Noteworthy Court Cases That Have Furthered Equal Rights for LGBTQ Americans

Filed under: SCOTUS
  • Obergefell v. Hodges, June 26, 2015

The Supreme Court of the United States held that marriage is a fundamental right to which same-sex couples should have the same access as opposite-sex couples, bringing marriage equality nationwide.

  • United States v. Windsor, June 26, 2013

The Supreme Court of the United States found the section of the federal “Defense of Marriage Act” which limited federal marriage recognition to opposite-sex couples to be unconstitutional, ensuring that the federal government was allowed to recognize all legally married same-sex couples.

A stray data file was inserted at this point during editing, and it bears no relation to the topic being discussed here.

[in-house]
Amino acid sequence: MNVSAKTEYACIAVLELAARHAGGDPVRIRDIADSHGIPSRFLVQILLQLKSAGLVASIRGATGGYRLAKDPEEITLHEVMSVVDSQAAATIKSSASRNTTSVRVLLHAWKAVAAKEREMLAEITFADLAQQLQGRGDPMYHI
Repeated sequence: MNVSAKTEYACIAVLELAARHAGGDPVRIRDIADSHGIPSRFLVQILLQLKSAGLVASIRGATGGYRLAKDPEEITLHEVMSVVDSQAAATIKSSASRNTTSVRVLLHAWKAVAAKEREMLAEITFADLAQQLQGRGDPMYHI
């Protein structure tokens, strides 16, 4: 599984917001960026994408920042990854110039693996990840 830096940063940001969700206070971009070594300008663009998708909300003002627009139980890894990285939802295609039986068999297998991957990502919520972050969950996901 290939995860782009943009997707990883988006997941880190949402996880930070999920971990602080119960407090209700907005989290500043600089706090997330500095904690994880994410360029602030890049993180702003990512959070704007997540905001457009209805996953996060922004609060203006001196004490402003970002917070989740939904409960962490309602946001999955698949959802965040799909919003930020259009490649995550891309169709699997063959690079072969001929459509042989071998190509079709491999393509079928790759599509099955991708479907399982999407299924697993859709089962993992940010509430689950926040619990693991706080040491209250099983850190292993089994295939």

• Lawrence v. Texas, June 26, 2003

​The Supreme Court of the United States holds that sodomy statutes are unconstitutional; gay, lesbian, bisexual, transgender, and queer individuals have a right to engage in private, consensual sexual conduct.

  • Romer v. Evans, May 20, 1996

The Supreme Court of the United States holds that Colorado’s anti-gay referendum violates the Equal Protection Clause, reasoning that bare animus directed toward gay individuals is not a legitimate state interest.

  • Roe v. Wade, January 22, 1973

The Supreme Court of the United States found the right to privacy is broad enough to apply to abortion with some limitations. While not the first case to recognize the right of privacy, efforts to overturn Roe v. Wade center on challenging the existence of a right to privacy. If this case were to be overturned, it would potentially have a negative impact on all subsequent decisions based on a right to privacy, such as Lawrence